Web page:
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Food Allergy Cross-Contamination Lawsuit -12 Year Old Boy Dies From Peanut Allergy After Eating Takeout

Posted on Apr 07, 2014

Due to increasing food allergies many Americans have, there have been more food allergy lawsuits across the country due to restaurants or public establishments’ negligent serving or handling of food.  Some injured victims are fortunate to have survived the life-threatening allergic reactions. Others are not so lucky, and in those cases, lawsuits are filed by their family members.  This is what a mother of a 12 year boy did last year after her son died from a peanut allergy after eating takeout.  Source: www.peanutallergy.com (Boy, 12, dies after takeout triggers peanut allergy)

Last October, a 12 year old boy and his mother ordered take out from a local Indian restaurant.    When ordering, the mother specifically asked if the dish contained any peanuts.  The restaurant told the mother that the dish did not contain any peanuts.  Minutes after eating, the boy told his mother that he couldn’t breathe.  The mother gave the boy his inhaler, but it unfortunately did not alleviate his symptoms.  The mother called 911 and began performing CPR when her son stopped breathing.  The boy was pronounced dead at the hospital. 

Even though the meal was not supposed to have any peanut ingredients, there unfortunately were some. This is likely due to cross-contamination of foods.  The owner of the restaurant said to a local newspaper that although they do their best to make sure that spoons and woks are clean to prevent cross-contamination, there is always a risk.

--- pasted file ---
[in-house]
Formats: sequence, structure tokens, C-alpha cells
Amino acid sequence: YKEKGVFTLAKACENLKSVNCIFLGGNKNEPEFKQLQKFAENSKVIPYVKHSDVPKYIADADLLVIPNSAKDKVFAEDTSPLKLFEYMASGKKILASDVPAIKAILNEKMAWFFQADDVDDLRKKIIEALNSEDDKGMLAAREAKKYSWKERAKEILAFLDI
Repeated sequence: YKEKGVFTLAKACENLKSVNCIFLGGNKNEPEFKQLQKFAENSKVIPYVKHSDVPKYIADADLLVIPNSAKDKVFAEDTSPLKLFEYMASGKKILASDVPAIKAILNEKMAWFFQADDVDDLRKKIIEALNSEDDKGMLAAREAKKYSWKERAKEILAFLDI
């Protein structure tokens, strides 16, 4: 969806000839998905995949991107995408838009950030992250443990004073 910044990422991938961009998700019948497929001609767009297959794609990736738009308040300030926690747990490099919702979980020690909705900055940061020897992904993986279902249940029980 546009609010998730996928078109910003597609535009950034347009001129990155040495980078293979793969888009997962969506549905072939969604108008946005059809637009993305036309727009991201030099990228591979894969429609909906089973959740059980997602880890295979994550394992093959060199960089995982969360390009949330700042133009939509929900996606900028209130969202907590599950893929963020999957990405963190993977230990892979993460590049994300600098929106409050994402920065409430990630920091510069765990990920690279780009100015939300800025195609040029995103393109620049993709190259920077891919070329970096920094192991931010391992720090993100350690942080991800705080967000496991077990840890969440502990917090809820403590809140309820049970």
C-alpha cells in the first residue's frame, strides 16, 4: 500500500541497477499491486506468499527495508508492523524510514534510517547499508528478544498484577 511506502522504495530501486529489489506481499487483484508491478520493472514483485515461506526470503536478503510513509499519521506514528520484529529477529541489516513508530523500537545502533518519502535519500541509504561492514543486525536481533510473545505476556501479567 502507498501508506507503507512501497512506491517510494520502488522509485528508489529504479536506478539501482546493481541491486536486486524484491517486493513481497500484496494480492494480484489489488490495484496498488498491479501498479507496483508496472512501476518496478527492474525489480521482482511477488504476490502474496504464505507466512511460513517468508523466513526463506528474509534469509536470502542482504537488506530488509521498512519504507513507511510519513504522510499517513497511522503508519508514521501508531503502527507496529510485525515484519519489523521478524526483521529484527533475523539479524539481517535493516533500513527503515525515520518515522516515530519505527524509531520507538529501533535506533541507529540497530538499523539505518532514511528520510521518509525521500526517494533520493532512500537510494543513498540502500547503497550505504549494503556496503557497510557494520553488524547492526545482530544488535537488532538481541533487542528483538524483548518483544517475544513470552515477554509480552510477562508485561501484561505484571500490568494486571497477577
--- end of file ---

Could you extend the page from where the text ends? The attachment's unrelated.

Clearly, doing “their best” is not enough.  Restaurants have to know the serious and fatal consequences of improper handling or serving of food that a customer is allergic to.  The owner said that they do their best to make sure spoons and woks are clean to prevent cross-contamination; however, there are other proper ways cross-contamination could have been prevented.  Perhaps there should have been designated spoons and pots for different dishes.  A designated set of cooking utensils/cookware for dishes with peanuts in them, and another designated set for dishes with other dishes that do not contain peanuts.  It simply is not enough to wash cooking utensil and cookware because a customer with a severe food allergy to peanuts may have a fatal allergic reaction only consuming a small trace of peanuts.

Related Food Allergy Blog: Schools and Restaurants Need To Address Mistaken Food Allergen Ingestion For Students and Customers With Food Allergies

Help Filing A Food Allergy Lawsuit Due To Cross-Contamination

If you and your family have suffered due to negligent serving or handling of food at a restaurant, you may want to explore your legal rights.  You may be entitled to monetary damages.  Call a personal injury lawyer who can help you through the process.  Daniel J. O’Brien and his team have helped many individuals who were injured due to someone else’s negligence.  Call 877.944.8396 to schedule a FREE initial consultation.

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